Ask Dr. Gilda-Can’t Let Go Of The Past

A widower and his new love are literally overwhelmed with mementoes from their prior relationships.

By Dr. Gilda Carle, Ph.D.

ear Dr. Gilda,
I was married for over 30 years. I lost my wife four years ago. Since then, I have fallen for another woman. The problem is, our house looks terrible. My wife was not the best housekeeper, but this is worse. I have tried to talk to her about cleaning,
While you’re ripe for the ridding process, your lady friend is not.
and I even offered to clean up for her, but she refuses. She says I might throw away something important from her previous marriage. I have tried everything, and I am afraid to let anyone visit. I really love her, and with the exception of this, I have no complaints. How can we de-clutter two combined houses without hurting each other’s feelings?
– Cluttered Carl

Dear Cluttered Carl,
While you’re ripe for the ridding process, your lady friend is not. I suspect she’s newly divorced or newly widowed, and that she’s still grieving her loss. As my Gilda-Gram says, “The issue you see is rarely the issue you have.” When someone holds on to material memories, she is sustaining the emotional comfort she derived from her former life. The longer two people spent together, the more significant (and abundant) their collectibles. While you have had four years of being on your own since your wife’s passing, this woman evidently needs more time to accept the fact that her husband is gone.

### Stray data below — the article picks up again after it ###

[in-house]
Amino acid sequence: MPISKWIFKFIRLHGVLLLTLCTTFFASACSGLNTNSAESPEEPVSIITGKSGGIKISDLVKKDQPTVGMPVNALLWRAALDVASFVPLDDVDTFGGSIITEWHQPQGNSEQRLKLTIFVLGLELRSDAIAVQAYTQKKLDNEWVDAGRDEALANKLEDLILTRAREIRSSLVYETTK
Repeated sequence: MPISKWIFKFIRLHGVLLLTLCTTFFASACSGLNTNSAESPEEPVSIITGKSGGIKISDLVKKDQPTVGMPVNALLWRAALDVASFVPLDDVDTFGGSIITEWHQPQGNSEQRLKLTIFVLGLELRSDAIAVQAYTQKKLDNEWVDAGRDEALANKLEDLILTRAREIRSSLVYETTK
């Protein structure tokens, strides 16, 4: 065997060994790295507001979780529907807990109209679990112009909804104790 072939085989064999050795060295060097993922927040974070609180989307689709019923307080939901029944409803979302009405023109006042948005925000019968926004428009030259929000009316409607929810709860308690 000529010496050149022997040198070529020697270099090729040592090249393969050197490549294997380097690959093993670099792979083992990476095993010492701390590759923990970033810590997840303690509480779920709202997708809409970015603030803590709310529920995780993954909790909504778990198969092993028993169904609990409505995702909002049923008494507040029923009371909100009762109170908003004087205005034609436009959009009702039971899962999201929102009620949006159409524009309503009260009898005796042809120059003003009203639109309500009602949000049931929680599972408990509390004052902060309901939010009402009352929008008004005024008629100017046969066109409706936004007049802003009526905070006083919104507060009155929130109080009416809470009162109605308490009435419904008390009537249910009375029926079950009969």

You say, “Neither of us wants to get dragged down by these past reminders.” While that may be true for you, it is not true for your lady. Not only does she want to retain these “past reminders,” they are also serving as relief from her loss. When you offered to “clean up for her,” she jumped into panic mode, fearing the removal of what she apparently still feels she needs to get her through her pain.

How long have you been “Cluttered Carl”? Are you willing to hang in there a while longer? As time goes on, your woman will probably accept the situation for all it is, she’ll accept and appreciate you for all you bring to her life, and she’ll be willing and, in fact, anxious to clear out the old. But in the meantime, you’re left with a household mess.

Here’s what you can do immediately:

  • Amid your living arrangements, create a special and private space for yourself with a door or screen, so her “stuff” does not disturb you so much.
  • Adopt my Three Steps to New Beginnings — and let your lady see how you are handling your own “past reminders”:
    1. Let go: Substitute your old collectibles with more current ones.
    2. Have patience: Don’t rush the process.
    3. Let in: Honor and embrace each new element you add.
  • Level with your lady about what this all means, and make it safe for her to express her fears. Honest communication will bond you deeply.
You began to cohabitate too soon after her loss. If it is impossible to carve a private space for yourself while sharing a home, it might be better for you to find a place of your own until more time passes. Discuss this with her, and listen carefully to what she has to say. The way she reacts will tell you whether she’s moving towards getting over her loss or not. And by knowing that, you’ll know exactly what your next step should be.

Relationship expert Dr. Gilda Carle, Ph.D., has a private practice and is an associate professor at Mercy College in New York. Her best-selling books include Don’t Bet on the Prince!, 99 Prescriptions for Fidelity and How to Win When Your Mate Cheats. Please visit her website ( and send her your relationship questions.
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